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Design Methods: seeds of human futures By John Chris Jones 1970,1980,1992
Architects, confronted in the 1950s and 1960s with design efforts involving many designers and many stakeholders, were forced to study their methods to make them more open to scrutiny and input at all stages. By the time "Design Methods" was published in 1970, architects, engineers, and industrial designers had begun to raise their perspective to include a much larger picture, ranging from the designer's internal processes all the way to planetary conditions. As a society, we were re-designing design. Many of the design methods which Jones presents in his "recipe book" grew from this design group work. Even today, best practice for design teams is largely developed from methods described almost thirty years ago in this book.
From the Introduction:
"Jones first became involved with design methods while working as an industrial designer for a manufacturer of large electrical products in Britain in the 1950s. He was frustrated with the superficiality of industrial design at the time and had become involved with ergonomics. When the results of his ergonomic studies of user behavior were not utilized by the firm's designers, Jones set about studying the design process being used by the engineers. To his surprise, and to theirs, Jones' analysis showed that the engineers had no way of incorporating rationally arrived at data early on in the design process when it was most needed. Jones then set to work redesigning the engineer's design process itself so that intuition and rationality could co-exist, rather than one excluding the other."
This cooperation of multiple faculties seems to be a consistent thread throughout his work.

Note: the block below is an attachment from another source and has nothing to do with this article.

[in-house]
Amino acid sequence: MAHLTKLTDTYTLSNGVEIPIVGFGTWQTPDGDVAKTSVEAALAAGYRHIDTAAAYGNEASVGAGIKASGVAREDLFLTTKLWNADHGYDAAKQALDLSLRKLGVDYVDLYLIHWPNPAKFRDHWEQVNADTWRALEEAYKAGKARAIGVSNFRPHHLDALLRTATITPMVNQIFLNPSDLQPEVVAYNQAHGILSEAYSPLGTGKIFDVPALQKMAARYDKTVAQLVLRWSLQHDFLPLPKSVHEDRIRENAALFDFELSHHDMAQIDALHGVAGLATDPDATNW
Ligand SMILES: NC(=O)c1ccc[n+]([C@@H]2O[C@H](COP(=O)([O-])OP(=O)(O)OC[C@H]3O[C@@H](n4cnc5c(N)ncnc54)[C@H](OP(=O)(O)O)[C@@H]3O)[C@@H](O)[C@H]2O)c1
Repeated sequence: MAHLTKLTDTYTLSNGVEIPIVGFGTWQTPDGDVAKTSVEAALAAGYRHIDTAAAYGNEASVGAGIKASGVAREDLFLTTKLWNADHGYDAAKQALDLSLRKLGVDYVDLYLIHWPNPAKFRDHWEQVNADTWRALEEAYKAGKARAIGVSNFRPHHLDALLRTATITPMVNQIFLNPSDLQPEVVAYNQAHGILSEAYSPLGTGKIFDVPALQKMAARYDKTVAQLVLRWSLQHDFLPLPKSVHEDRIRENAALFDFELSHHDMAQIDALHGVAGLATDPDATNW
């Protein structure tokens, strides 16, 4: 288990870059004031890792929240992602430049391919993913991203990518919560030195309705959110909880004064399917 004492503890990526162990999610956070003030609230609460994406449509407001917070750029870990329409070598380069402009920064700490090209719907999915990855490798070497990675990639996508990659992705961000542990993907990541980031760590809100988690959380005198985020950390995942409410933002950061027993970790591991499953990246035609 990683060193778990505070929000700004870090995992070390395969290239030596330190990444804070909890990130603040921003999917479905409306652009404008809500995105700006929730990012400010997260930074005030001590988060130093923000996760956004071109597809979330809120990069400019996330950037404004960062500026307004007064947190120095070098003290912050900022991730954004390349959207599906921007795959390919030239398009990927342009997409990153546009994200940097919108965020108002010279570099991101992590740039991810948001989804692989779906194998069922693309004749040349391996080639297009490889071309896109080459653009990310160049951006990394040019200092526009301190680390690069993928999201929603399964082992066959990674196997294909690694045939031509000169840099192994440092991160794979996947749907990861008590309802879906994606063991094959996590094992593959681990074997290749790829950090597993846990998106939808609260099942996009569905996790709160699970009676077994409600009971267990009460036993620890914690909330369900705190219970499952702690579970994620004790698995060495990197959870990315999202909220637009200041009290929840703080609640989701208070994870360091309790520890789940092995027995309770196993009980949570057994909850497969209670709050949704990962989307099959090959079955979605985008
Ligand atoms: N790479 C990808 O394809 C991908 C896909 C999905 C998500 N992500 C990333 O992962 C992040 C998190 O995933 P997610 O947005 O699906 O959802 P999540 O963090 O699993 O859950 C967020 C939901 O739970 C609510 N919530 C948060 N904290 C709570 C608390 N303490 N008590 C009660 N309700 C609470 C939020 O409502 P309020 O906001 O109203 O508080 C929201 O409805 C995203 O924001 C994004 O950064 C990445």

"Design Methods" is divided into two parts.
Part one gives a brief history of design, argues that new methods are needed for today's more complex realities, breaks down the design process into three stages, and shows us how to choose a design method for each stage. The 1992 edition has added several prefaces which are well worth reading. They help explain how to use the book.
Part two consists of descriptive outlines, or recipes, for 35 design methods. These methods include: logical, data gathering, innovative, taxonomic, and evaluative procedures. Reading part one gives you a grasp of the book. After that, the methods in part two are best read singly or a few at a time, as you would any recipe book.
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Jones breaks design down into three stages: 1) Divergence, 2) Transformation, and 3) Convergence.
The divergence stage is ".. extending the boundary of a design situation .. to have a large enough, and fruitful enough, search space... The objectives, and the problem boundary, are unstable and tentative. Evaluation is deferred. Every effort is made to escape old assumptions, and absorb new data."